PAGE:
I often get asked how to break into the game industry. Friends and family are always asking and if I can talk to their friend whose life's dream is to work on a game.
My first question is why you want to be in the game industry. Is it because you truly have a passion for games? Is it because you want to challenge yourself with the exciting problems teams encounter when making games? Is it because you want to play games all day? You saw a commercial for schools that advertise programs that lead you to a game design career and it looked awesome?
It is important to address the misconceptions about the game industry. Hopefully this is a given, but you do not play games all day. You play the game to test your work, which involves repeatedly drilling down into one particular area. It is completely different than playing for leisure. The novelty of playing video games during work wears off quickly.
The realities that come with making games for a living are hard deadlines, long hours, and high stress. When you have a job that everyone wants, you are easily replaceable. There is someone willing to work longer and cheaper. Chances are, you, who wants to get into the industry, are willing to work longer and more cheaply than me.
That being said, there are times when it is a lot of fun. There are definitely plenty of people in the industry who love their job and have accepted the conditions. It does work for some, not for everyone. This is not meant to discourage, but you (and your family) should be aware of the environment and the commitment.
The next question is what exactly do you want to do for the game? If you have "a ton of really awesome ideas" and want to be a designer, then you are a dime a dozen. It may sound harsh, but it is true. I have spoken with so many people who have "so many amazing ideas" and "if they just talked to me, I'd transform the game." Anyone can be a Monday morning quarterback. You should be able to think of something tangible you would like to contribute.
With those questions answered, I have three ways to get into the game industry. All of these routes are long and arduous - there is no easy way to get in. The magic formula is a ton of hard work and time.
Have Training and a Skill
Like I said above, have something tangible you can contribute and have the appropriate training for that skill. Examples of tangible skills are programming, sound engineering, art, and project management, among others. Look on the career pages of game companies, and see what they are looking for in their job openings and what kind of training is required. Pick what you want to do and go to school for it. You will be up against people with degrees, experience, and certifications in these areas. Design is no exception. There are accredited universities that offer degrees in game design.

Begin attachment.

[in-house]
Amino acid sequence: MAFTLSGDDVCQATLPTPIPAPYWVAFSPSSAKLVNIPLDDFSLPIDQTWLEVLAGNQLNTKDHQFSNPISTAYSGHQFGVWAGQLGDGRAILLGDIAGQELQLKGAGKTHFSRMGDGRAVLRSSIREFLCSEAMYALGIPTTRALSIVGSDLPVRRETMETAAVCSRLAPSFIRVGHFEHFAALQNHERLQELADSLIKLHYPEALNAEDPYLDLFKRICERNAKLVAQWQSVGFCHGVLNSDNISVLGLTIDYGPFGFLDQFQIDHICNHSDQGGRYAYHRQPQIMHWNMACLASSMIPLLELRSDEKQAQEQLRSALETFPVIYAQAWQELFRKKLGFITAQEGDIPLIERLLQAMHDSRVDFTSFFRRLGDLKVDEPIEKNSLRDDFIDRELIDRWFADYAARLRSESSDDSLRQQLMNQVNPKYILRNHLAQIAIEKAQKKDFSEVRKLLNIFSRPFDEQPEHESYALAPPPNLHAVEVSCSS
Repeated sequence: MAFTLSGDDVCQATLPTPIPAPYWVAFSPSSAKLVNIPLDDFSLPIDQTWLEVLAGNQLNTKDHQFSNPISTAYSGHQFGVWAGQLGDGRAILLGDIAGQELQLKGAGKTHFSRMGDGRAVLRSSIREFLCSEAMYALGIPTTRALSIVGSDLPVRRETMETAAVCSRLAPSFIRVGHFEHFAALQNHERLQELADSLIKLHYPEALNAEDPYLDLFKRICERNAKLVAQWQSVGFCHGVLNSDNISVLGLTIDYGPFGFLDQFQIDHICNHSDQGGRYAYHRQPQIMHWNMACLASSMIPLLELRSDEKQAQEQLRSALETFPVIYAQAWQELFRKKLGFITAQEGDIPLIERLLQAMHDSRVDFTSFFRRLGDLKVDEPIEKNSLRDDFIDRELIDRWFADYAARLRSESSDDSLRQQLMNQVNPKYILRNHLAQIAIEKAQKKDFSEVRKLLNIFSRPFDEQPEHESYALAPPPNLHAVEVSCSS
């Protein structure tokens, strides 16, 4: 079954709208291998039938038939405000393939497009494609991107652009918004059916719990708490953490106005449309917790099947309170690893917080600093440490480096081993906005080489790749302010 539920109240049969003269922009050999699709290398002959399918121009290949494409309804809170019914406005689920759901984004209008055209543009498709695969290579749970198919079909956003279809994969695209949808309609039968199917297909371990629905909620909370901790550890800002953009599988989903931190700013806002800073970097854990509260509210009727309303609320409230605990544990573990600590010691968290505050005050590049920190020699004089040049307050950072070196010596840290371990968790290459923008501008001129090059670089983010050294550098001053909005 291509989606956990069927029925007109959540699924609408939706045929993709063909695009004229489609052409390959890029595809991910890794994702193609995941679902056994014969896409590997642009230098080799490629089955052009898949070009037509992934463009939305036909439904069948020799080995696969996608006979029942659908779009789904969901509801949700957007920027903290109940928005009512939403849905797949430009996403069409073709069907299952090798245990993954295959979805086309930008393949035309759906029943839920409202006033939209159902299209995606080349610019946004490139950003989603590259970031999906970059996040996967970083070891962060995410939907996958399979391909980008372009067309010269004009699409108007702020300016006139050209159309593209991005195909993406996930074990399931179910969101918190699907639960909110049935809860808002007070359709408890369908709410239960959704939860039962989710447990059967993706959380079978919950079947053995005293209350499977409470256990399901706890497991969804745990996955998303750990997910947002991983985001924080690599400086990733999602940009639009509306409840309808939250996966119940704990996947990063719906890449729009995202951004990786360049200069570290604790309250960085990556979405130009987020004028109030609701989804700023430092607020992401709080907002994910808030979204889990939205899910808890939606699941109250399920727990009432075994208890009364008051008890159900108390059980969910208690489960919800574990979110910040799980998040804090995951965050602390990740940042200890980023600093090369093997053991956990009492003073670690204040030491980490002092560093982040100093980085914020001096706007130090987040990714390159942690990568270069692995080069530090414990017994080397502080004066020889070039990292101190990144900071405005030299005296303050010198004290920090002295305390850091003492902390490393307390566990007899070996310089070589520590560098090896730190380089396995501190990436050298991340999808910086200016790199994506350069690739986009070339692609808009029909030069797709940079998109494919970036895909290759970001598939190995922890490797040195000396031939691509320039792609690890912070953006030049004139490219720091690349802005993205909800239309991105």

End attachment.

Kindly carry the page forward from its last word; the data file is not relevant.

If you already have a degree in one of these areas, you are ahead of the curve. You have the proper training. Now, unless you are right out of college, you need to demonstrate how you can use that knowledge to contribute to a game.
Start in QA and Work Your Way Up
It is possible to work your way onto a game team from QA (Quality Assurance), aka being a tester. Sounds like your dream job, right? Start in QA, do a good job, and work your way up to lead and possibly management positions.
The road from QA is a long one but it can be done. You will start off working very long hours with very little pay and respect. If you can stand out and pay your dues so to speak, you could end up with a role on a game team.
If you are currently in college, a QA position may be perfect for you. You get the game industry experience while working on your degree - hopefully something that actually has something to do with one day making games!
Become The Best In The Country At the Game And Maybe They Will Hire You
Now we're talking! If you can win tournaments and become recognized for your skills, the company may notice you and want to bring you in for ideas. Don't forget to be particularly active on the forums.
This may sound like the easy way in, but you really have to be the best in the country. Even then, there is no guarantee this will get you a job. This is like becoming a professional athlete - how many kids want to do it and how many actually get to do it? I would recommend going the other two routes before training to be a professional gamer while your mom tries to evict you from her basement.
All three of these ways take a lot of time and work. Before you go down one of these roads, think long and hard about if this is what you really want. Do you want it enough to work through 4 years to get a relevant degree? Do you want it enough to spend years in QA, potentially sacrificing a higher salary? If you do, by all means, go for it! There are plenty of highly successful people in the industry and there is no reason you cannot be one of them if you are willing to be realistic and apply yourself diligently.